Guatemala’s Volcano of Fire has exploded again for the first time since a devastating eruption on Sunday which killed at least 75 people.
National disaster agency Conred ordered evacuations in the town of Escuintla as hot gas and molten rock lured down the southern slopes of the volcano on Tuesday afternoon.
The explosions billowed ash more than 5,000m (16,000ft) above sea level, with Guatemala’s seismology and volcanology institute warning that there is a moderate flow of dangerous material down the volcano – with the possibility of a strong flow in some areas.
Tuesday’s evacuation orders triggered panic and stalled traffic, even in areas which have not been affected by the latest eruption.
About 2,500 people were in shelters in Escuintla after being forced to flee their homes in surrounding villages.
Officials say a total of 192 people remain missing, but the search for bodies in mountainous areas destroyed by the eruption has been progressing slowly.
“We will continue until we find the last victim, though we do not know how many there are. We will probe the area as many times as necessary,” said Sergio Cabanas, the head of Guatemala’s disaster relief agency.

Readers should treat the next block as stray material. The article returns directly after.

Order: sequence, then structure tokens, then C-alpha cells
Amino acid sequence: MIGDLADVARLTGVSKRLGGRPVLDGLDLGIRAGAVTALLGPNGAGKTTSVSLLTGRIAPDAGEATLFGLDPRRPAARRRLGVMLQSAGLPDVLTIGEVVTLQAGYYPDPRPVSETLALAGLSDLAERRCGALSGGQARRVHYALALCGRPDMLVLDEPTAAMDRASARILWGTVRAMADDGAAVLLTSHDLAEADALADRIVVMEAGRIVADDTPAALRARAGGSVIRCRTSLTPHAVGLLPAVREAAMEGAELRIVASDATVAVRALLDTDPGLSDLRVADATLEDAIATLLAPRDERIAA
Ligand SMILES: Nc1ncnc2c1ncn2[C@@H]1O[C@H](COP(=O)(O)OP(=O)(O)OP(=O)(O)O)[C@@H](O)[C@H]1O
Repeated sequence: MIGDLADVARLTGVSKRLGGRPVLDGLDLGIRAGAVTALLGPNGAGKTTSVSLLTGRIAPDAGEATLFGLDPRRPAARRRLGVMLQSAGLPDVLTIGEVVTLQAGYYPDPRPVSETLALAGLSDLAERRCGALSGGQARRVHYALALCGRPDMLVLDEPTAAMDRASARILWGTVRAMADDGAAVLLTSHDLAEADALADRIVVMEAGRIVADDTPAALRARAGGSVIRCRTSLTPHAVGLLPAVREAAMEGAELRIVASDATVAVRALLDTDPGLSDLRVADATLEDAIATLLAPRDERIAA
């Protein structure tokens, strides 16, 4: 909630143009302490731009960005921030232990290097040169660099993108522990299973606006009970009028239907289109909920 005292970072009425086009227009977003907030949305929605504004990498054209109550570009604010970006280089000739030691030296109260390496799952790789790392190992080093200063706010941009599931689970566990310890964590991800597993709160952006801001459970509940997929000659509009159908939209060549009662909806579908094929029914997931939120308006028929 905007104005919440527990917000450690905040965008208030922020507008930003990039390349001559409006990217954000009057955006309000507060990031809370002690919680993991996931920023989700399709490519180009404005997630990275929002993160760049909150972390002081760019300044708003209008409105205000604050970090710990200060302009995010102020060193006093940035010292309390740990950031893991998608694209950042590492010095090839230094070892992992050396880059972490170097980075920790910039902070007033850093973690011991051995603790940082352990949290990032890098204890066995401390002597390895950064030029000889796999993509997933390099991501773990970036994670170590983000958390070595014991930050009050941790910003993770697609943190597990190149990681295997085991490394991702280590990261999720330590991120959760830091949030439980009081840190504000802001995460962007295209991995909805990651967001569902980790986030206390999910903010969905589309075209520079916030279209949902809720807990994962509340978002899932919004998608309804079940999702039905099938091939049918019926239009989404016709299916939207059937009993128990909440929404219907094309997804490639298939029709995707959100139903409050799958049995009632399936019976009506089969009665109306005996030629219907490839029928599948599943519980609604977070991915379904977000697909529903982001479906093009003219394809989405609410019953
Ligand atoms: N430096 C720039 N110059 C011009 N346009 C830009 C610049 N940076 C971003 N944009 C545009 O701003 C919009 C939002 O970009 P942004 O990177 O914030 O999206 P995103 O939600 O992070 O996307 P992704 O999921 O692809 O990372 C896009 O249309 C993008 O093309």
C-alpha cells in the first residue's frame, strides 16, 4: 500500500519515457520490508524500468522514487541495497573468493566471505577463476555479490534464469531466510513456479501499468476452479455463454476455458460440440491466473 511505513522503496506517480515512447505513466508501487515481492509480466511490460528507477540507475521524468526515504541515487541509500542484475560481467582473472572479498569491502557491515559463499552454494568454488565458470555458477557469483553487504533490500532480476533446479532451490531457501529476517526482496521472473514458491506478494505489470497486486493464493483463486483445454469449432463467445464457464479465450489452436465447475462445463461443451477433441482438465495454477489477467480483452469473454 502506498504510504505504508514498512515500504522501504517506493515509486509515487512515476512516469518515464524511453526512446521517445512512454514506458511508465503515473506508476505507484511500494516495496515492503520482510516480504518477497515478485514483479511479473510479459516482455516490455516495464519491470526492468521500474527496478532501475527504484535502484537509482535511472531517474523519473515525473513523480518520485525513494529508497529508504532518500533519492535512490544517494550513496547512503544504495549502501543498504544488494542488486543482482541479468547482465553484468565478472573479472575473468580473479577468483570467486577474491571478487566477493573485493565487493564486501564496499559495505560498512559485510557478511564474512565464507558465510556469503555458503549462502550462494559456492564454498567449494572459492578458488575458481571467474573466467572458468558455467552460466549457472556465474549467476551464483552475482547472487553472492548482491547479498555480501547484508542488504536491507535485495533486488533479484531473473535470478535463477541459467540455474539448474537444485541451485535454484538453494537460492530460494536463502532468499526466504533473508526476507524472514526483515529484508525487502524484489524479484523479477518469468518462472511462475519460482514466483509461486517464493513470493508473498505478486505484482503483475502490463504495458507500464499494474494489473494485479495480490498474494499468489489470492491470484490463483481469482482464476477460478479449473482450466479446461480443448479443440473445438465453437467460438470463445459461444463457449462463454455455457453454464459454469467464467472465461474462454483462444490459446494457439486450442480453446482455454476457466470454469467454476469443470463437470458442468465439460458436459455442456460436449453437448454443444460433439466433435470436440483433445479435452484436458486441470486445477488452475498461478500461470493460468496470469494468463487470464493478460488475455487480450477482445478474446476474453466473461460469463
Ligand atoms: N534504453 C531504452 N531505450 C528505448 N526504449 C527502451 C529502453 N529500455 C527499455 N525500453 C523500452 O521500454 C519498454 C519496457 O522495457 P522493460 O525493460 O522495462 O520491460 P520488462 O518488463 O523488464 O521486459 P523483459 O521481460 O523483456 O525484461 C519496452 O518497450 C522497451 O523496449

About 10 small eruptions every hour had been reported by seismologists, but none of them compared to the major blast which shook the region on Sunday afternoon.
That eruption unleashed a rapid flow of gas and volcanic debris which quickly enveloped homes nearby, killing those inside.
Warnings had been issued, but they came too late for some communities to escape.
Only 23 of the bodies recovered so far have been identified. Many of the victims are unrecognisable, with officials warning that DNA testing and other methods may be needed to identify them.
Conred spokesman David de Leon said the volcano first erupted around midday on Sunday, billowing smoke and ash miles into the sky. A new, more powerful explosion followed two hours later.
Authorities scrambled to issue an evacuation order. Some communities emptied out safely.
But in places like Los Lotes and the village of El Rodeo, about eight miles downslope from the crater, it was too late for many.